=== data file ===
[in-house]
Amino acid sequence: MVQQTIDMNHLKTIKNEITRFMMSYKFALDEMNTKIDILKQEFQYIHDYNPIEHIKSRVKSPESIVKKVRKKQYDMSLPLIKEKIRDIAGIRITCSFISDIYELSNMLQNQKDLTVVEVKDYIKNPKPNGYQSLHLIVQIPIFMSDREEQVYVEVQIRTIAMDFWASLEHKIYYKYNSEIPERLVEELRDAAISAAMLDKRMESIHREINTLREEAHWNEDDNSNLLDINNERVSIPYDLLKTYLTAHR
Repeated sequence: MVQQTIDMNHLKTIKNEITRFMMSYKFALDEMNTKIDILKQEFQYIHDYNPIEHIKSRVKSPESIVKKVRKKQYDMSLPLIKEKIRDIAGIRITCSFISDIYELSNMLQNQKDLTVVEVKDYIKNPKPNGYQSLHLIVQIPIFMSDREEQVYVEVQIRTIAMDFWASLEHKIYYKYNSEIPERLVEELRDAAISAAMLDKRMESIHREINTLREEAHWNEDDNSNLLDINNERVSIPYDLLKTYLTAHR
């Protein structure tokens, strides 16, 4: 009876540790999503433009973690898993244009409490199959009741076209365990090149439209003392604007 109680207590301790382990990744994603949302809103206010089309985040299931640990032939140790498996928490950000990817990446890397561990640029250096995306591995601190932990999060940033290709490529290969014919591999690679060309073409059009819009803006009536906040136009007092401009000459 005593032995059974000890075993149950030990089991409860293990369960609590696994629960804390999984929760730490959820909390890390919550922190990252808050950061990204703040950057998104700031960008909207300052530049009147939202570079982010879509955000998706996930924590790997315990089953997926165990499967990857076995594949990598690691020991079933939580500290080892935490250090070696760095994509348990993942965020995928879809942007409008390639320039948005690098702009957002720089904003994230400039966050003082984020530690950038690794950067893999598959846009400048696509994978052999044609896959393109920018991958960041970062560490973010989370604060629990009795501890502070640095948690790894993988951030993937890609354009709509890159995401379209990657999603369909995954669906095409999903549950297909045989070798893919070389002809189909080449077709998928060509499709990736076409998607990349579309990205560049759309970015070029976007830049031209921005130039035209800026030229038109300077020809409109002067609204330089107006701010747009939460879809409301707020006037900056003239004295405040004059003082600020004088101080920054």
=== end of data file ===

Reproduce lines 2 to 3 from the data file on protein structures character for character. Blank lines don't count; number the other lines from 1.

Amino acid sequence: MVQQTIDMNHLKTIKNEITRFMMSYKFALDEMNTKIDILKQEFQYIHDYNPIEHIKSRVKSPESIVKKVRKKQYDMSLPLIKEKIRDIAGIRITCSFISDIYELSNMLQNQKDLTVVEVKDYIKNPKPNGYQSLHLIVQIPIFMSDREEQVYVEVQIRTIAMDFWASLEHKIYYKYNSEIPERLVEELRDAAISAAMLDKRMESIHREINTLREEAHWNEDDNSNLLDINNERVSIPYDLLKTYLTAHR
Repeated sequence: MVQQTIDMNHLKTIKNEITRFMMSYKFALDEMNTKIDILKQEFQYIHDYNPIEHIKSRVKSPESIVKKVRKKQYDMSLPLIKEKIRDIAGIRITCSFISDIYELSNMLQNQKDLTVVEVKDYIKNPKPNGYQSLHLIVQIPIFMSDREEQVYVEVQIRTIAMDFWASLEHKIYYKYNSEIPERLVEELRDAAISAAMLDKRMESIHREINTLREEAHWNEDDNSNLLDINNERVSIPYDLLKTYLTAHR